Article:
The first outside audit found that state agencies do not fully comply with equal-opportunity laws, resulting in missed job and contract opportunities for people of color, women and people with disabilities.
The audit, ordered by Gov. Mark Dayton, concludes that state agencies do not follow the affirmative action, procurement and human rights laws already on the books to recruit, hire and protect a diverse pool of employees and contractors.
One example: Minority contractors got about 1 percent of the $2.4 billion in federal transportation dollars administered by MnDOT from 2012 to 2014, according to the report.
The 114-page audit, still in draft form, also found that the state has dramatically slashed the budget and staff at the Human Rights Department, which has the job of investigating discrimination allegations and reviewing departmental affirmative action plans.
Problems detected were not always fixed, according to the report. The state Department of Administration failed to correct disparities when found, even though the commissioner had authority to “use set-asides and percentage preferences … to increase contracting with targeted groups.”
Although Administration increased its spending with certified businesses owned by people of color from $12.3 million in 2015 to $13.3 million in 2016, that was still less than a fraction of 1 percent of the more than $2.7 billion the department spends each year. Certified Asian businesses received $10.2 million, Hispanics $1.7 million, blacks $888,000 and American Indians $357,000.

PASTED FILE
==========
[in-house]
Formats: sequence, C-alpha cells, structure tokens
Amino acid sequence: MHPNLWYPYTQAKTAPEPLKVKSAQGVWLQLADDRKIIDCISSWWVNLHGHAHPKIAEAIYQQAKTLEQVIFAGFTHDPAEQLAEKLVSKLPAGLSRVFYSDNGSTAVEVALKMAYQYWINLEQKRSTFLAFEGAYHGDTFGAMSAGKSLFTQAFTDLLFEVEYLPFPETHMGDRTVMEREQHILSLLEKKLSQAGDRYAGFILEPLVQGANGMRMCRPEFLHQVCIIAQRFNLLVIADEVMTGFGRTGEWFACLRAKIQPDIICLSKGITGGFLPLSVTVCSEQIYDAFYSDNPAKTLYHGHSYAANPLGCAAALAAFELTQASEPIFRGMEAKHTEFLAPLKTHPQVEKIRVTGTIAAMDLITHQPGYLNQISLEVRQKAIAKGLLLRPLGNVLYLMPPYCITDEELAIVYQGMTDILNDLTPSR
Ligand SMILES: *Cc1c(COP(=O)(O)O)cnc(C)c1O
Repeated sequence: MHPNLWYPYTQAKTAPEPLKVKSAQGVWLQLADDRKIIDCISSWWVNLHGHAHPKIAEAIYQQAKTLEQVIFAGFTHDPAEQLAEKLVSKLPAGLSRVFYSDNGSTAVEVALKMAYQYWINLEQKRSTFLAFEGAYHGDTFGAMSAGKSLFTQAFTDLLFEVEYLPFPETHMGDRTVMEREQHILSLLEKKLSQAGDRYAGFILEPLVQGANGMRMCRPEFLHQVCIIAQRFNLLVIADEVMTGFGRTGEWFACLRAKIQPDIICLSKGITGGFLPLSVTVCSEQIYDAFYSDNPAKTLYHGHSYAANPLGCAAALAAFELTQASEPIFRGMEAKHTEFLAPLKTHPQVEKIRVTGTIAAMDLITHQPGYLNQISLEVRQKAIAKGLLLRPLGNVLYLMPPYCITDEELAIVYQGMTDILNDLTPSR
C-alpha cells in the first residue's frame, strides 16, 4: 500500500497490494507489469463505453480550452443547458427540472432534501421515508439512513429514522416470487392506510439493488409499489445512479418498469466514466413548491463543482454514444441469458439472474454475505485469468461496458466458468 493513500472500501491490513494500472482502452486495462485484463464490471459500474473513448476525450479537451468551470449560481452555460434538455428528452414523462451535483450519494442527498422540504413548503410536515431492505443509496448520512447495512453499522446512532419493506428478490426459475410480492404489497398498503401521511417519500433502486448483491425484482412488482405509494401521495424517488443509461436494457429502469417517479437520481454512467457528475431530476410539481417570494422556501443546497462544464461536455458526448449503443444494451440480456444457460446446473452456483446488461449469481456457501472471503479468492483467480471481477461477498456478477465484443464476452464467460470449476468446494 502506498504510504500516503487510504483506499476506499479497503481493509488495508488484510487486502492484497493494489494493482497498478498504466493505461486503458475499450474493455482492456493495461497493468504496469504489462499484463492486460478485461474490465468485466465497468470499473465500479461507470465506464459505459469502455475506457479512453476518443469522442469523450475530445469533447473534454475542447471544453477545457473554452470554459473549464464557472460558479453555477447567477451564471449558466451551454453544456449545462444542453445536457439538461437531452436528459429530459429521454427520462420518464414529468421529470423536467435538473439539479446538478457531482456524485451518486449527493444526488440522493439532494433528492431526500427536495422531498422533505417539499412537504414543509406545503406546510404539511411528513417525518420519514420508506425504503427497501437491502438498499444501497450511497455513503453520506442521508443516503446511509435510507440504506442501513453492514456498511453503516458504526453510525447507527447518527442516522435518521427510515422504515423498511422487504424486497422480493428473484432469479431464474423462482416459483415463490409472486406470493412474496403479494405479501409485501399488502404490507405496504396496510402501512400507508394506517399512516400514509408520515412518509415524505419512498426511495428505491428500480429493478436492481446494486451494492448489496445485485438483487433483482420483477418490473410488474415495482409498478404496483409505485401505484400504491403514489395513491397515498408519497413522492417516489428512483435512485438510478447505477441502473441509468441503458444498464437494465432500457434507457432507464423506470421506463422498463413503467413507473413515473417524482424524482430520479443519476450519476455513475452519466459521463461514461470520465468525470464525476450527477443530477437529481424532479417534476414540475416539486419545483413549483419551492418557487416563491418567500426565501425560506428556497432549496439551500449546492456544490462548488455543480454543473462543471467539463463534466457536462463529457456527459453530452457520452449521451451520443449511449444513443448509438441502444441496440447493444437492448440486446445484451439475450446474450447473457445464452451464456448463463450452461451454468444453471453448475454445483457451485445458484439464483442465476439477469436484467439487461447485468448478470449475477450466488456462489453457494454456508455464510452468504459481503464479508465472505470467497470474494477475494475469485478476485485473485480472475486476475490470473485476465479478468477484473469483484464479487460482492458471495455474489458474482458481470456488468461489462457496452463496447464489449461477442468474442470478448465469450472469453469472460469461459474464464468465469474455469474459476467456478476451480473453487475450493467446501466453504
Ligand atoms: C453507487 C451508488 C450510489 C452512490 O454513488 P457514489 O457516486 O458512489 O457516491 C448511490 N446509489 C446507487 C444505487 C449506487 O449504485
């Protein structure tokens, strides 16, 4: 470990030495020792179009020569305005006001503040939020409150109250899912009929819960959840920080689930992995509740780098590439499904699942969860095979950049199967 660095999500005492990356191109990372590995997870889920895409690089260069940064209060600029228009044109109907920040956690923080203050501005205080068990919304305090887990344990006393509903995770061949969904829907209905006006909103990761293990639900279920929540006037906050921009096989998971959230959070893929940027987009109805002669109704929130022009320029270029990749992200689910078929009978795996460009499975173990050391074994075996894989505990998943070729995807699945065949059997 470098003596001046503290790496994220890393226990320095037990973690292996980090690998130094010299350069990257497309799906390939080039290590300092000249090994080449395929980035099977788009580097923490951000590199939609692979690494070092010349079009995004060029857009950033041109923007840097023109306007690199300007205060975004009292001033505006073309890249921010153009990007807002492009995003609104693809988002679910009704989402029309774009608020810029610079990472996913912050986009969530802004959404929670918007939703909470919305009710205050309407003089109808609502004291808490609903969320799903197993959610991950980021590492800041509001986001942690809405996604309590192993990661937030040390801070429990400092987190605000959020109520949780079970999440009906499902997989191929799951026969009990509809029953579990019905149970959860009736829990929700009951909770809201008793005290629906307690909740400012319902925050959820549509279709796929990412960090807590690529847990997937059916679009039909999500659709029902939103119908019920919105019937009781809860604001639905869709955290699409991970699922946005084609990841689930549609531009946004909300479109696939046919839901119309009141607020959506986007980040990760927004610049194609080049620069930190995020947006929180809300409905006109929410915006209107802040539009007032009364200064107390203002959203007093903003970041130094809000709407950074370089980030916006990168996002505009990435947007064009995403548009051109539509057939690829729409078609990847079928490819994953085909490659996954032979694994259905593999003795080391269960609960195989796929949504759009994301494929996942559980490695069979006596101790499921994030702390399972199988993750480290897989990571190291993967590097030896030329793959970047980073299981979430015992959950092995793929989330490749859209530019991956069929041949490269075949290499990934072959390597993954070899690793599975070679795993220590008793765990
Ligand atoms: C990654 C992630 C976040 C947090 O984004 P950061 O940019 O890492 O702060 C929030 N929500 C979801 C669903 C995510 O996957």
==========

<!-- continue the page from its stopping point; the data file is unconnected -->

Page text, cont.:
“There is a lot of work that needs to be done,” said Minneapolis attorney Michael Fondungallah, who wrote the audit with law partner Pamela Kigham and Milwaukee attorney James Hall. “People were signing off and were not following the law and not making the effort to recruit protected-class people.”
Social justice advocates say that a lack of opportunity and deep-seated institutional biases play a big role in the state’s dismal record of income and educational disparities, and that the report proves it.
“It’s hard for minorities to get into certain areas. It’s a good old boys club. If you don’t know someone or have a relationship with someone, it’s not passed down to you,” said Dwayne Etheridge, a contractor and president of the regional Association of Minority Contractors.
The audit points to some successes and recent efforts. For instance, a MnDOT program called SEEDS has helped recruit minorities. Partnerships with the Right Track program in St. Paul and STEP-UP in Minneapolis work with the state to develop a pipeline of young talent to help diversify the state’s workforce.
At the urging of the NAACP, Dayton ordered the $250,000 outside audit in April with the aim of finding and fixing problems in the system. The governor also established the Diversity and Inclusion Council to work toward the same goal.
People of color make up about 15 percent of Minnesota’s population, but only 10 percent of the 34,000 people employed by state executive branch agencies identify as minorities. State employees of color report higher resignation rates and lower promotion rates than their white counterparts.